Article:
This evening, my brothers and sisters, I have come to join you in prayer that our vocations will continue to build up the great edifice of God’s Kingdom in this country. I know that, as a presbyterate in the midst of God’s people, you suffered greatly in the not distant past by having to bear the shame of some of your brothers who harmed and scandalized the Church in the most vulnerable of her members… In the words of the Book of Revelation, I know well that you “have come forth from the great tribulation” (Rev 7:14). I accompany you at this time of pain and difficulty, and I thank God for your faithful service to his people. In the hope of helping you to persevere on the path of fidelity to Jesus Christ, I would like to offer two brief reflections.

    The first concerns the spirit of gratitude. The joy of men and women who love God attracts others to him; priests and religious are called to find and radiate lasting satisfaction in their vocation. Joy springs from a grateful heart. Truly, we have received much, so many graces, so many blessings, and we rejoice in this. It will do us good to think back on our lives with the grace of remembrance. Remembrance of when we were first called, remembrance of the road travelled, remembrance of graces received… and, above all, remembrance of our encounter with Jesus Christ so often along the way. Remembrance of the amazement which our encounter with Jesus Christ awakens in our hearts. To seek the grace of remembrance so as to grow in the spirit of gratitude. Perhaps we need to ask ourselves: are we good at counting our blessings?

    A second area is the spirit of hard work. A grateful heart is spontaneously impelled to serve the Lord and to find expression in a life of commitment to our work. Once we come to realize how much God has given us, a life of self-sacrifice, of working for him and for others, becomes a privileged way of responding to his great love.

    Yet, if we are honest, we know how easily this spirit of generous self-sacrifice can be dampened. There are a couple of ways that this can happen; both are examples of that “spiritual worldliness” which weakens our commitment to serve and diminishes the wonder of our first encounter with Christ.

    We can get caught up measuring the value of our apostolic works by the standards of efficiency, good management and outward success which govern the business world. Not that these things are unimportant! We have been entrusted with a great responsibility, and God’s people rightly expect accountability from us. But the true worth of our apostolate is measured by the value it has in God’s eyes. To see and evaluate things from God’s perspective calls for constant conversion in the first days and years of our vocation and, need I say, great humility. The cross shows us a different way of measuring success. Ours is to plant the seeds: God sees to the fruits of our labors. And if at times our efforts and works seem to fail and produce no fruit, we need to remember that we are followers of Jesus… and his life, humanly speaking, ended in failure, the failure of the cross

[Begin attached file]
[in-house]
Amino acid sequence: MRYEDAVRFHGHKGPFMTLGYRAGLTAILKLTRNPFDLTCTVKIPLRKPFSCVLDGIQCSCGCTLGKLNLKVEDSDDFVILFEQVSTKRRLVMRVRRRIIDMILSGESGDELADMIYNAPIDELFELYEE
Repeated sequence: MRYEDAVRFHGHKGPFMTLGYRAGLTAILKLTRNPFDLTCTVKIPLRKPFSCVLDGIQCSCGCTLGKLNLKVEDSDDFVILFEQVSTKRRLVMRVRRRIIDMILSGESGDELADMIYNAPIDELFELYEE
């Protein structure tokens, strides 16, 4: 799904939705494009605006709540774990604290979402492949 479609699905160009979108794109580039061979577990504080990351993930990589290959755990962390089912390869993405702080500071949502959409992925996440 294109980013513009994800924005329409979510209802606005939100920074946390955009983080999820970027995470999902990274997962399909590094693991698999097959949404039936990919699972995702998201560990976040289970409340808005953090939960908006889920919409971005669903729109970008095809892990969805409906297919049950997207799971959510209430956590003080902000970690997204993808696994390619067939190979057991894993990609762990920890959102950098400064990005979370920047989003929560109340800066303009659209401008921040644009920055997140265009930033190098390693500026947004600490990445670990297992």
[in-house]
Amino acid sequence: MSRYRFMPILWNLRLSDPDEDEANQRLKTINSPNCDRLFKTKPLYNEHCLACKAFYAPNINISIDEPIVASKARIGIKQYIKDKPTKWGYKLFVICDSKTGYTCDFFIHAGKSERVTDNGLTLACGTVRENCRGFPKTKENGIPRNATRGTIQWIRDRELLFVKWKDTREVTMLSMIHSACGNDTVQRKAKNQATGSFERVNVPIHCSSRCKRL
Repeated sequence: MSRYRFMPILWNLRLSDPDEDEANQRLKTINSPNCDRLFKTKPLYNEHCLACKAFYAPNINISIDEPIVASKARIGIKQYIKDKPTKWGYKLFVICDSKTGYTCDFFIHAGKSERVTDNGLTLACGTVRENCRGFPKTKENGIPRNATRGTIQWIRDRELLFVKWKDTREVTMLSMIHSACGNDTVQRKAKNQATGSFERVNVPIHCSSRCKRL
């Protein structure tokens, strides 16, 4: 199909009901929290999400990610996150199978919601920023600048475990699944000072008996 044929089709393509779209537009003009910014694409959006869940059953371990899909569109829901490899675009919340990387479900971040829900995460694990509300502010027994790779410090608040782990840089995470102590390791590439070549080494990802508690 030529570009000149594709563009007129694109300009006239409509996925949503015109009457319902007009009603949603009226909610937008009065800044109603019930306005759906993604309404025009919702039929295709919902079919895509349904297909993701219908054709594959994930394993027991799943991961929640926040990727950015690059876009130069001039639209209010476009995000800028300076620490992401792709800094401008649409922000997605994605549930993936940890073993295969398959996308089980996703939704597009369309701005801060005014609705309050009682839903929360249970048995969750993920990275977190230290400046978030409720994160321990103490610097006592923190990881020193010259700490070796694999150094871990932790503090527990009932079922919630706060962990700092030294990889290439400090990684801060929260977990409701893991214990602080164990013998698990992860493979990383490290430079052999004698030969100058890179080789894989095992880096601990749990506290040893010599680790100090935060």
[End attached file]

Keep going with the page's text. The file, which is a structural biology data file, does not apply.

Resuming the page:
Another danger comes when we become jealous of our free time, when we think that surrounding ourselves with worldly comforts will help us serve better. The problem with this reasoning is that it can blunt the power of God’s daily call to conversion, to encounter with him. Slowly but surely, it diminishes our spirit of sacrifice, renunciation and hard work. It also alienates people who suffer material poverty and are forced to make greater sacrifices than ourselves. Rest is needed, as are moments of leisure and self-enrichment, but we need to learn how to rest in a way that deepens our desire to serve with generosity. Closeness to the poor, the refugee, the immigrant, the sick, the exploited, the elderly living alone, prisoners and all God’s other poor, will teach us a different way of resting, one which is more Christian and generous.

    Gratitude and hard work: these are two pillars of the spiritual life which I have wanted to share with you this evening. I thank you for prayers and work, and the daily sacrifices you make in the various areas of your apostolate. Many of these are known only to God, but they bear rich fruit for the life of the Church. In a special way I would like to express my esteem and gratitude to the religious women of the United States. What would the Church be without you? Women of strength, fighters, with that spirit of courage which puts you in the front lines in the proclamation of the Gospel. To you, religious women, sisters and mothers of this people, I wish to say “thank you”, a big thank you… and to tell you that I love you very much.

    I know that many of you are in the front lines in meeting the challenges of adapting to an evolving pastoral landscape. Whatever difficulties and trials you face, I ask you, like Saint Peter, to be at peace and to respond to them as Christ did: he thanked the Father, took up his cross and looked forward!

    Dear brothers and sisters, in a few moments we will sing the Magnificat. Let us commend to Our Lady the work we have been entrusted to do; let us join her in thanking God for the great things he has done, and for the great things he will continue to do in us and in those whom we have the privilege to serve.

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  2. Jesus said, I am the Way, the Truth, and the Light. He said, He came Not to bring peace but to bring a sword. He will divide mother from daughter and Father from son. He wants to save those that believe in Him only.

    Liked by 1 person